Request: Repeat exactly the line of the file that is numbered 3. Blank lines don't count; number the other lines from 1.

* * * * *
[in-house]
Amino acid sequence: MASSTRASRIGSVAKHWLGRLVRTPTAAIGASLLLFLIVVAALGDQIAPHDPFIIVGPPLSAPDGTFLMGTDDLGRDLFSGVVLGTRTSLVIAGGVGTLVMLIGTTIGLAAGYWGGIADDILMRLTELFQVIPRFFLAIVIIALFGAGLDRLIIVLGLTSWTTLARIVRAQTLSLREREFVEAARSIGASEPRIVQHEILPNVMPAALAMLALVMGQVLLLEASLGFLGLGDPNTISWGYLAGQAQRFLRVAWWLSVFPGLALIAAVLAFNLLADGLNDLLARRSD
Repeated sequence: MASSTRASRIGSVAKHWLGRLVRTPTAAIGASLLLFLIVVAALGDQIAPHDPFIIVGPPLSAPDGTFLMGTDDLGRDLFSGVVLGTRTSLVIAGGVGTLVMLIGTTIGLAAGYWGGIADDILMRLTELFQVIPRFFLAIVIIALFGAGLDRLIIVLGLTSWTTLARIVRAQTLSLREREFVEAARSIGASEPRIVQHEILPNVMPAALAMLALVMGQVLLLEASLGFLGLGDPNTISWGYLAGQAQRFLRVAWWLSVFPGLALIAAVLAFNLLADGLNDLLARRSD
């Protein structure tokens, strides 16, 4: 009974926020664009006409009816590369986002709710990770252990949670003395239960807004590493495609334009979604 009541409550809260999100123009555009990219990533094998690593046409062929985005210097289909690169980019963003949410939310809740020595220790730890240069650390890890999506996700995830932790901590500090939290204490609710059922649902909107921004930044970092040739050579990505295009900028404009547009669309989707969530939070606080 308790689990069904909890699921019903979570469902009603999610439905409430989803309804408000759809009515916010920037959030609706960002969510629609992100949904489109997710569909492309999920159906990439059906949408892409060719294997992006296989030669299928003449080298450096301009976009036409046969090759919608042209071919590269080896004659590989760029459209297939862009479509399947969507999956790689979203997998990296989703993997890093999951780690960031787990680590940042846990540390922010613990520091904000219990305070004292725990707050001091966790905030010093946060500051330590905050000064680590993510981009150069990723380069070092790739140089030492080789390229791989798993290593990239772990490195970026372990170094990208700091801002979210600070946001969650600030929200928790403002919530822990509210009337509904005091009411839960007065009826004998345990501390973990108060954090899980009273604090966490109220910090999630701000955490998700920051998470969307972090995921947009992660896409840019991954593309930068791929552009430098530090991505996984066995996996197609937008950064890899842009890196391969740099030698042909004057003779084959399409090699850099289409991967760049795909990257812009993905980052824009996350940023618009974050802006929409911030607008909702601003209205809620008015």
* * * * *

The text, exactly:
Repeated sequence: MASSTRASRIGSVAKHWLGRLVRTPTAAIGASLLLFLIVVAALGDQIAPHDPFIIVGPPLSAPDGTFLMGTDDLGRDLFSGVVLGTRTSLVIAGGVGTLVMLIGTTIGLAAGYWGGIADDILMRLTELFQVIPRFFLAIVIIALFGAGLDRLIIVLGLTSWTTLARIVRAQTLSLREREFVEAARSIGASEPRIVQHEILPNVMPAALAMLALVMGQVLLLEASLGFLGLGDPNTISWGYLAGQAQRFLRVAWWLSVFPGLALIAAVLAFNLLADGLNDLLARRSD